Brian Sandoval was easily elected governor last November, vowing not to raise taxes and promising to make the difficult choices necessary to head off a looming fiscal implosion caused by years of revenue growth that prompted lawmakers to spend and spend.
On Monday, he outlined his vision.
The "key is to get Nevada working again," Gov. Brian Sandoval, a Republican, said in his State of the State address from Carson City.
To accomplish this, he recognized something many involved in the upcoming 2011 legislative session will find hard to accept: "The cure is not more government spending, but helping businesses create jobs." Perhaps by getting red tape and expenses out of the way of private-sector job creation?
Gov. Sandoval reminded listeners he has taken a step in that direction by signing an executive order freezing most state regulations and ordering a review of existing regulations to create a stable regulatory environment for businesses.
One of the first steps in making the state more business friendly, he outlined in his speech, is forcing outlays to return to the levels of 2007. To do that the governor laid out a realistic plan to cut spending to $5.8 billion, a far cry from the 34 percent increase to $8.3 billion sought by state agencies.
Instead the governor said he will submit a budget 8 percent less the previous one. State workers will see all merit and longevity pay frozen and salaries cut by 5 percent -- a move that might not have been necessary if those workers in 2008 had not been given ill-advised 4 percent cost-of-living raises during a recession. The pay cut will replace furloughs that caused customer service to suffer.
Funding for K-12 education will be cut 9 percent and higher education 7 percent -- but those numbers should be mitigated if lawmakers accept his education reform proposals.
At one point he channeled former Florida Gov. Jeb Bush, whose state has made great strides in educational achievement, calling for the end of social promotions. "Students who cannot read by the end of the third grade will not be advanced to the fourth grade," Gov. Sandoval said.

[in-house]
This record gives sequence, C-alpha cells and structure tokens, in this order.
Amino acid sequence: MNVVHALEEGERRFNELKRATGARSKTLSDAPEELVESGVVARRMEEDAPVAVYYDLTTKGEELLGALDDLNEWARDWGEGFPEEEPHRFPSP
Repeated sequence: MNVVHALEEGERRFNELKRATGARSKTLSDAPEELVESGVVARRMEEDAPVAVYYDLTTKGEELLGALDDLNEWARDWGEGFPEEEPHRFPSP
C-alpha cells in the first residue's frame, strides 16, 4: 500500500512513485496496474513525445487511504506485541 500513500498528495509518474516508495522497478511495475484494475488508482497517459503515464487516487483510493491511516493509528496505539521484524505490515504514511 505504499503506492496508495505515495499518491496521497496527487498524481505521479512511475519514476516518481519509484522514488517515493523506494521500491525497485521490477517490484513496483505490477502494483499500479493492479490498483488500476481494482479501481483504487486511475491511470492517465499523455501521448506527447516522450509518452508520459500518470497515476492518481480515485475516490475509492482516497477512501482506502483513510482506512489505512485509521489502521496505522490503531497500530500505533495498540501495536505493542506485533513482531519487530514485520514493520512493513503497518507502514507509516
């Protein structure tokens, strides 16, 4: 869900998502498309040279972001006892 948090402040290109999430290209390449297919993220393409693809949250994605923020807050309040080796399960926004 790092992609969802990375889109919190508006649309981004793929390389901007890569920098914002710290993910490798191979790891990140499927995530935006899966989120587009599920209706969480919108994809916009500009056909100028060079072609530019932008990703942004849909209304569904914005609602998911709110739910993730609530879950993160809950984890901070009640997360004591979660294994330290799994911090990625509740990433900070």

He also called for ending teacher tenure, eliminating pay incentives for longevity and advanced degrees, using student achievement data to evaluate teachers and principals, performance pay for effective teachers, parental choice that includes vouchers for private schools and allowing the governor to appoint members of the state Board of Education rather that have them run for office.
Noting that those "effective at teaching students and leading schools are paid exactly the same as those who are failing," the governor called for spending $20 million in performance pay for the most effective teachers.
Though his speech lacked specificity, Gov. Sandoval recognized the upcoming Legislature must reform collective bargaining to "ensure employee compensation does not hamper government performance."
Additionally, he stated that future public employees must be switched from guaranteed lifetime pensions to a defined contribution plan similar to the 401(k) plans found in the private sector and that the state can no longer afford to pay full health coverage for retirees.
Legislators and state agencies must take to heart Gov. Sandoval's message, "This is the people's government. We are but stewards."